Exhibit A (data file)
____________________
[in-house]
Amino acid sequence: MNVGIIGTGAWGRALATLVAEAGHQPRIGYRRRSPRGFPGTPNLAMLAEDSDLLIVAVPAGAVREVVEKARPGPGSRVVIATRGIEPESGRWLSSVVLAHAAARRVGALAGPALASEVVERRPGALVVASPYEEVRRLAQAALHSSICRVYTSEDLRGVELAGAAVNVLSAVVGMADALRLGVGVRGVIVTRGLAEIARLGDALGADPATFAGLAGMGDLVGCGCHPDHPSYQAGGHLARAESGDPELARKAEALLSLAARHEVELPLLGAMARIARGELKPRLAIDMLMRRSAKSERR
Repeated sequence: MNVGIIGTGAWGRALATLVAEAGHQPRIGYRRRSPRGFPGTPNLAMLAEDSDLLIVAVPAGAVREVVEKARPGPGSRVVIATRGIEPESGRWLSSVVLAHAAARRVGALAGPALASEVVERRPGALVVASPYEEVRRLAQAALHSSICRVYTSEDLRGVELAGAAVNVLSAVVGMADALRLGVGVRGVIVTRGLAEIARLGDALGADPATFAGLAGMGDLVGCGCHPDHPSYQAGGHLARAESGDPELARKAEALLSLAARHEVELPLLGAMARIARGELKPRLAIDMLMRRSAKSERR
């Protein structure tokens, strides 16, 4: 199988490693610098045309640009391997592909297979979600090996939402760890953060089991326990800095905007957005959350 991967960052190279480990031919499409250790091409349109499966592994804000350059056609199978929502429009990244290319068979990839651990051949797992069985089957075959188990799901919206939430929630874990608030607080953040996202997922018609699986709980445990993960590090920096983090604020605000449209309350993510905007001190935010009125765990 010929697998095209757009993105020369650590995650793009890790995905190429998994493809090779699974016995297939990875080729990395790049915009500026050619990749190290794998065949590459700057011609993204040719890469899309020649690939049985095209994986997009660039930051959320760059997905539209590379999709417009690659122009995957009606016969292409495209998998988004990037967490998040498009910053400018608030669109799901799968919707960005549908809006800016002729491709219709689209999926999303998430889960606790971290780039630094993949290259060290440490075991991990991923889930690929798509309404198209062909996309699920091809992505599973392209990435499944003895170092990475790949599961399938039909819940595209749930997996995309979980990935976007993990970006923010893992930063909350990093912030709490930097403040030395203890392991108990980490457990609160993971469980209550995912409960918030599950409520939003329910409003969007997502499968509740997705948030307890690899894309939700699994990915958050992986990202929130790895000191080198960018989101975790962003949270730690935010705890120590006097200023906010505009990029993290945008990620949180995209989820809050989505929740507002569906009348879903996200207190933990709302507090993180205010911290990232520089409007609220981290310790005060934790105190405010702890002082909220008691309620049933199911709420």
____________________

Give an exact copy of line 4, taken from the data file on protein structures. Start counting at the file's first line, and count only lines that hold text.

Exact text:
């Protein structure tokens, strides 16, 4: 199988490693610098045309640009391997592909297979979600090996939402760890953060089991326990800095905007957005959350 991967960052190279480990031919499409250790091409349109499966592994804000350059056609199978929502429009990244290319068979990839651990051949797992069985089957075959188990799901919206939430929630874990608030607080953040996202997922018609699986709980445990993960590090920096983090604020605000449209309350993510905007001190935010009125765990 010929697998095209757009993105020369650590995650793009890790995905190429998994493809090779699974016995297939990875080729990395790049915009500026050619990749190290794998065949590459700057011609993204040719890469899309020649690939049985095209994986997009660039930051959320760059997905539209590379999709417009690659122009995957009606016969292409495209998998988004990037967490998040498009910053400018608030669109799901799968919707960005549908809006800016002729491709219709689209999926999303998430889960606790971290780039630094993949290259060290440490075991991990991923889930690929798509309404198209062909996309699920091809992505599973392209990435499944003895170092990475790949599961399938039909819940595209749930997996995309979980990935976007993990970006923010893992930063909350990093912030709490930097403040030395203890392991108990980490457990609160993971469980209550995912409960918030599950409520939003329910409003969007997502499968509740997705948030307890690899894309939700699994990915958050992986990202929130790895000191080198960018989101975790962003949270730690935010705890120590006097200023906010505009990029993290945008990620949180995209989820809050989505929740507002569906009348879903996200207190933990709302507090993180205010911290990232520089409007609220981290310790005060934790105190405010702890002082909220008691309620049933199911709420």